My late Lola Carmen was so religious she could have told me she was once a nun and I would have believed her. Well, almost, if not for the mischief and wicked sense of humor she was rarely without. Mirth and faith (in God) — she had that in extremely large doses and these two wonderful assets joyfully got her through the many hills and valleys of her life in one piece, with dignity intact. I remember her especially now because it is the Season of Lent, and most of what I know about God and religion, prayer and religious practices I learned from Mommy, who in turn learned it from her own mother, Lola Carmen.
Time spent in Martinez Compound in Cebu was all about sun and play with our cousins, titos and titas. A study in contrasts, Lola Carmen was very lenient about certain things — for instance, sleeping hours and sleeping time (everyone had the license to stay up as late as they wanted, and could sleep as long as they wanted, too), eating junk food and dessert (eat as much of whatever makes you happy). There were hardly any rules; we were allowed to play pranks on the unsuspecting house help, most of whom, because of their many years with us, already felt like family anyway.
I am pointing that out because, in hindsight, that fact alone probably explains why they were very tolerant and forgiving of the fact that we would successfully scare the wits out of them on any given day. My favorite would be when Tito Gabby and Tito Rico would dress up our cousin Johanna (the youngest of the cousins then) as a ghost so she could freak out whoever was new and/or had not been victimized just yet. It was an initiation rite of sorts, but all in the spirit of good fun. Of course while it was happening the poor victim hardly thought it was funny. The only sure sign that they had already moved on from the scare is when they were more than willing to be in on the next prank when a new victim came along.
There were probably only two things Lola would be very strict about: the first, boys and love affairs (she was a prude, for lack of a better word, and was very old-fashioned about everything that fell into that category) and secondly, prayer as part of our lifestyle, although not necessarily in that order. The first is many kilometric chapters all by itself so for now I will just tell you about the second one.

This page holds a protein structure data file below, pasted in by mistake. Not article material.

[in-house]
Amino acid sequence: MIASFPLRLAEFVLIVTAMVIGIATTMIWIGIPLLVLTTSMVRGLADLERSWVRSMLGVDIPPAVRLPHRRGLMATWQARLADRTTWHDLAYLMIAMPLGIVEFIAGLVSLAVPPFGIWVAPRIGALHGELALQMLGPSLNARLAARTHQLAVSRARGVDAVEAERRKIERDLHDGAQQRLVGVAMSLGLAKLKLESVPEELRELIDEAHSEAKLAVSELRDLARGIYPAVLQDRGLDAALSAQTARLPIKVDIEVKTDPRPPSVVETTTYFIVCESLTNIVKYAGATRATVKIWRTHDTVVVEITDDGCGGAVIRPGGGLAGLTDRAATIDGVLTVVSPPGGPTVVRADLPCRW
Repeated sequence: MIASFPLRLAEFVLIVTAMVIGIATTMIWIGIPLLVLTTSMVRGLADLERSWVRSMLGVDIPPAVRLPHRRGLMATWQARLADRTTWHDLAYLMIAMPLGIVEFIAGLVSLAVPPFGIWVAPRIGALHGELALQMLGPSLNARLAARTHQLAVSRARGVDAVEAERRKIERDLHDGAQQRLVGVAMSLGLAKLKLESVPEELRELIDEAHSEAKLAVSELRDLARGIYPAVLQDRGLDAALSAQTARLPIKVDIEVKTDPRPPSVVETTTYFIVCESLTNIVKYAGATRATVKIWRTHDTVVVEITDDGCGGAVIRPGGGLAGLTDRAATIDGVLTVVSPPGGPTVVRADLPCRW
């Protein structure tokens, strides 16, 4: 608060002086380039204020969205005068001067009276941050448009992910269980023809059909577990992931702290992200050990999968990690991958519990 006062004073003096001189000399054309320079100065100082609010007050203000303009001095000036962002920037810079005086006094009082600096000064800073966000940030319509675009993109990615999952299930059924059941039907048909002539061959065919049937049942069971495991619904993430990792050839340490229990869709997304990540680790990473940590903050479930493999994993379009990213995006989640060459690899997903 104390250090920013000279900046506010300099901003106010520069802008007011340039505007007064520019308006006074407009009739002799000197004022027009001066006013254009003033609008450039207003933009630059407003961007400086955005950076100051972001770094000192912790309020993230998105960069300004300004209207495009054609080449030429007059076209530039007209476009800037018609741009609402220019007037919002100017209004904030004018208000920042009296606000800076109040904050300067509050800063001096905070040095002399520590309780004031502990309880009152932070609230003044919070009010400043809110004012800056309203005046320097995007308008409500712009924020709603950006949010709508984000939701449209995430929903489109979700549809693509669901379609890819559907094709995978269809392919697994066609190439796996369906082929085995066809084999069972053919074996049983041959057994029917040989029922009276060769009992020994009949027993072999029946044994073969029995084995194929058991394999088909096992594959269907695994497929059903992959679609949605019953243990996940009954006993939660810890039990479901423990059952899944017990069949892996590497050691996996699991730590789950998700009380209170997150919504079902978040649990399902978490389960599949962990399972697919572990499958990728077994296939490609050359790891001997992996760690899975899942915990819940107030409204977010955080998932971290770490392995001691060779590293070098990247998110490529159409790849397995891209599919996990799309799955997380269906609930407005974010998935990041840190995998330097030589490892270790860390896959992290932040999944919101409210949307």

She wanted us to develop a friendship with God, the same way she did. It was normal for us to hear her singing and praying out loud when we would pass by her room. She would be in front of the altar, novenas and prayer books before her. Sometimes we would catch her seemingly lost in a different world, eyes closed, chin up, a beautiful smile on her lips. She made us all believe that if we just knew how to pray, if we made God our friend, we would be just fine. Prayer was all we needed to have a beautiful life.
The whole year round, each first Saturday of the month was sacred in her singular page of rules. We had to participate in what we always called “Aurora” — a dawn procession around the park of the compound where we had to recite fully the three mysteries of the rosary. The houseboy or any other strong male would be assigned to carry the image of the Virgin Mary. We would be a motley group — some tenants from the some of the houses dotting the park would join, a few neighbors living just outside the gates of the compound, families of Lola’s household staff, too. Attendance was hodgepodge in that sense; but members of the family absolutely had to go. No ifs, ands or buts. If any of us dared to miss it, either by choice or circumstance, he/she would have to quietly come to terms with Lola’s limpid disappointment. She would make it clearly known, over lunch that same day, that the devil himself had succeeded in snatching that person away from the grace of such a beautiful opportunity to offer love to Papa Jesus by way of His mother, Mama Mary. We all feared the thought, adults included.